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Riley v. St. Luke’s Episcopal Hospital
United States Court of Appeals for the Fifth Circuit
252 F.3d 749 (2001) (en banc)
Joyce Riley (plaintiff) was a nurse who brought a qui tam action under the False Claims Act (FCA) against her former employer, St. Luke’s Episcopal Hospital, affiliated medical providers, and a medical school (defendants) alleging they filed false Medicare and Civilian Health and Medical Program of the Uniformed Services (CHAMPUS) claims for services that were either unnecessary or not provided by a licensed physician. The government declined to intervene in the lawsuit. The district court dismissed on the ground that Riley lacked standing, and Riley appealed. The Fifth Circuit found Riley had standing but held that if the government does not intervene in a qui tam action under the False Claims Act, the action violates separation of powers under the Take Care Clause of the U.S. Constitution. At that point, the government intervened in the lawsuit to defend the FCA qui tam provisions as constitutional. The Fifth Circuit reheard the issue en banc.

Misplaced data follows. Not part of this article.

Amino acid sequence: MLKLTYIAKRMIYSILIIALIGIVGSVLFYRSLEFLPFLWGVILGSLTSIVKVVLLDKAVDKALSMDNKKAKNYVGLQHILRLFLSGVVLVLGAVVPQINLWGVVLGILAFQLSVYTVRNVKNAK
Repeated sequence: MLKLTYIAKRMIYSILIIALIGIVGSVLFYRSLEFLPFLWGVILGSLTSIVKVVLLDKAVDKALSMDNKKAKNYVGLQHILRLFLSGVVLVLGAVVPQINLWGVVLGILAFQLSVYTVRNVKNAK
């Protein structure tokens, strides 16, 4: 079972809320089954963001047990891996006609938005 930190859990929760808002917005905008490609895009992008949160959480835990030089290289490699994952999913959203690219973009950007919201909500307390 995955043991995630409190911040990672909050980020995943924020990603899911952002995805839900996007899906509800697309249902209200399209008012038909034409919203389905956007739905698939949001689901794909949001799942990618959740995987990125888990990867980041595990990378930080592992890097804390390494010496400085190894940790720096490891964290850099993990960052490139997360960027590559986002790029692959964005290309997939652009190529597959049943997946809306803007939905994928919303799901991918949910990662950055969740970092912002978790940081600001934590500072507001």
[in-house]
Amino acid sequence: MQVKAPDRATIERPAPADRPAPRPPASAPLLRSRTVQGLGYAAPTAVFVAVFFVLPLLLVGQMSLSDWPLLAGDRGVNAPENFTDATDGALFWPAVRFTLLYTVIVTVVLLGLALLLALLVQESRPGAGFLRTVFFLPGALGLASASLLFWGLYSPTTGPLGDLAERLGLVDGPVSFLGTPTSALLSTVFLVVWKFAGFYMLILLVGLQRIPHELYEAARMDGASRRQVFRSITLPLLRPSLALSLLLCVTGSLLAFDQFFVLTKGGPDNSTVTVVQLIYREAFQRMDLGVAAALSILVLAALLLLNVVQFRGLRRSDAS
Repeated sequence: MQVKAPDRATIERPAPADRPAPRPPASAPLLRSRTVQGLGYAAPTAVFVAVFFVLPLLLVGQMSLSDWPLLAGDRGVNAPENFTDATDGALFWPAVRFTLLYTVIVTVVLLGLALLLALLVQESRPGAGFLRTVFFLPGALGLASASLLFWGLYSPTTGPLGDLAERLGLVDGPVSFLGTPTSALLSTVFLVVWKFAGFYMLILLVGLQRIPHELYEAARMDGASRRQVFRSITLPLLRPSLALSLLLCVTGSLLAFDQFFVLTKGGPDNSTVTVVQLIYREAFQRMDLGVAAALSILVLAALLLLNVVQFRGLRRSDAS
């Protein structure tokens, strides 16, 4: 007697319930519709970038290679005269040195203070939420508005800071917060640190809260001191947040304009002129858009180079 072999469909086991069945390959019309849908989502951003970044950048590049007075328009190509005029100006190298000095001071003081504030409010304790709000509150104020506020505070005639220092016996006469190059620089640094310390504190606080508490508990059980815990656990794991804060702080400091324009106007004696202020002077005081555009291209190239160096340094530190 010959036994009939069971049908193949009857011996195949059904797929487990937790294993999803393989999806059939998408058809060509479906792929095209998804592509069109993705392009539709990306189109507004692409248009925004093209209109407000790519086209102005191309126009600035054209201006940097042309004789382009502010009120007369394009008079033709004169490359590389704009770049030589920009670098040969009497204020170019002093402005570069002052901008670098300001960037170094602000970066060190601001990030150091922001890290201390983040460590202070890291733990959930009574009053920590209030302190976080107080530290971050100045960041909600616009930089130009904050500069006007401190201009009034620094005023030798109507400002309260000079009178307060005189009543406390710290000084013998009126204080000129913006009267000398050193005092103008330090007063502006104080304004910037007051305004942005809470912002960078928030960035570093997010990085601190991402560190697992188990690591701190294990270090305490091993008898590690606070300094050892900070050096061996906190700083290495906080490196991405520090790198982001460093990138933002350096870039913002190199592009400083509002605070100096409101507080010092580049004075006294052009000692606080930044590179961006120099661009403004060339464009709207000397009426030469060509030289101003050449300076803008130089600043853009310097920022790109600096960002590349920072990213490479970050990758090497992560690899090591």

Rule of Law
Holding and Reasoning (Stewart, J.)
Dissent (Smith, J.)
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